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MPs suggest weekend elections and online voting to increase engagement

Elections on weekends, online voting and being able to register to vote on election day itself are some of the “radical changes” proposed by MPs to get more people to vote.

The Political and Constitutional Reform Committee has published a new report on voter engagement calling for the next Parliament to take their recommendations forward and “re-engage the electorate, so that participation at future elections is much higher”.

Graham Allen MP, chair of the committee, said: "Turnout for the last general election was only 65%—almost 16 million registered voters chose not to participate—and millions of people were not even registered to vote. This is not an acceptable state of affairs for a modern democracy.

“If we do not take urgent action to make elections more accessible to the public and convince them that it is worth voting we will be facing a crisis of democratic engagement.”

The committee wants to see a number of initiatives piloted throughout the next Parliament, including online voting, holding elections on weekends and allowing registration closer to, and on election day itself. If these prove successful the committee would like them to be used in the 2020 election.

Online voting was also recently recommended by the Speaker’s Commission on Digital Democracy, set up to explore how Parliament could better use digital technology, it concluded that there is  a “growing appetite” for internet voting among the public.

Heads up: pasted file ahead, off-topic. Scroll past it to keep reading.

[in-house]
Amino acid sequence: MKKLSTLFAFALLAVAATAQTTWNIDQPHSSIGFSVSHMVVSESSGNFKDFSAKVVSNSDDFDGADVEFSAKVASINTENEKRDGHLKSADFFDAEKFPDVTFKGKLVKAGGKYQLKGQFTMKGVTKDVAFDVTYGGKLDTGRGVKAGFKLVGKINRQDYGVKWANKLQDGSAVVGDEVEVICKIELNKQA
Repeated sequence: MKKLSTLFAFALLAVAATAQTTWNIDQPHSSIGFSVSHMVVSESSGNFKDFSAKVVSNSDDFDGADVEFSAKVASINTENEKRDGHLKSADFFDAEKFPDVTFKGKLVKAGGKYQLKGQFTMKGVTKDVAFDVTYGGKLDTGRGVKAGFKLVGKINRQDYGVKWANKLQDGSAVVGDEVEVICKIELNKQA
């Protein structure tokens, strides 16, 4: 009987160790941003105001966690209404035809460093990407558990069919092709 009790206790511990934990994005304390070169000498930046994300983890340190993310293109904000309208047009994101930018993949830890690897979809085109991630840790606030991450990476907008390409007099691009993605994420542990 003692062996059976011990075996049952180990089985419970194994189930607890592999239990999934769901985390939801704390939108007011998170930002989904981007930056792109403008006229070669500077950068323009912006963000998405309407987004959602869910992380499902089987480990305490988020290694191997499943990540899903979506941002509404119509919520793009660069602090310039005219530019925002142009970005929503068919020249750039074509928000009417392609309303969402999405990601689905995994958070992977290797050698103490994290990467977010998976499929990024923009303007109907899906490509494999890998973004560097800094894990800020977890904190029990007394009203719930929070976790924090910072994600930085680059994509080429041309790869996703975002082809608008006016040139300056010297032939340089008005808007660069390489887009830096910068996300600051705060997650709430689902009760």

The MPs have also recommended that after the 2015 election the government explore extending the franchise to 16 and 17 year olds, following the successful youth engagement in the Scottish referendum.

Other recommendation from the committee include the government bringing forward plans to target groups who are currently least likely to be registered to vote, including young people and those with disabilities.

The committee also recommends that the government consider making registration automatic – so people don’t have to individually apply to register to vote – and put in place plans to prompt people to register to vote when they access other public services.

Allen said: “We are recommending that the government consider some radical changes, like online voting, holding elections at the weekend, and letting voters register to vote on Election Day, because we believe a serious problem needs serious answers. We have also stressed the importance of serious action being taken by political parties, individual politicians and the Government if the public is to be reengaged not just with elections, but politics more broadly.

“It is now for the political parties and next Parliament to take forward this work and re-engage the electorate, so that participation at future elections is much higher.”

When discussing the recommendations of his Commission on Digital Democracy, John Bercow told BBC Radio 4: “There will be a growing appetite for online voting and that it will happen. Now I don’t mean by that that it will necessarily at any stage be compulsory to vote in that way.

"But I think that the notion that, if it can be established as secure and reliable people should have the option to vote online, will gain ground more and more and more.”

He said the 2020 poll "could be the first election in which people have the opportunity... to vote online".

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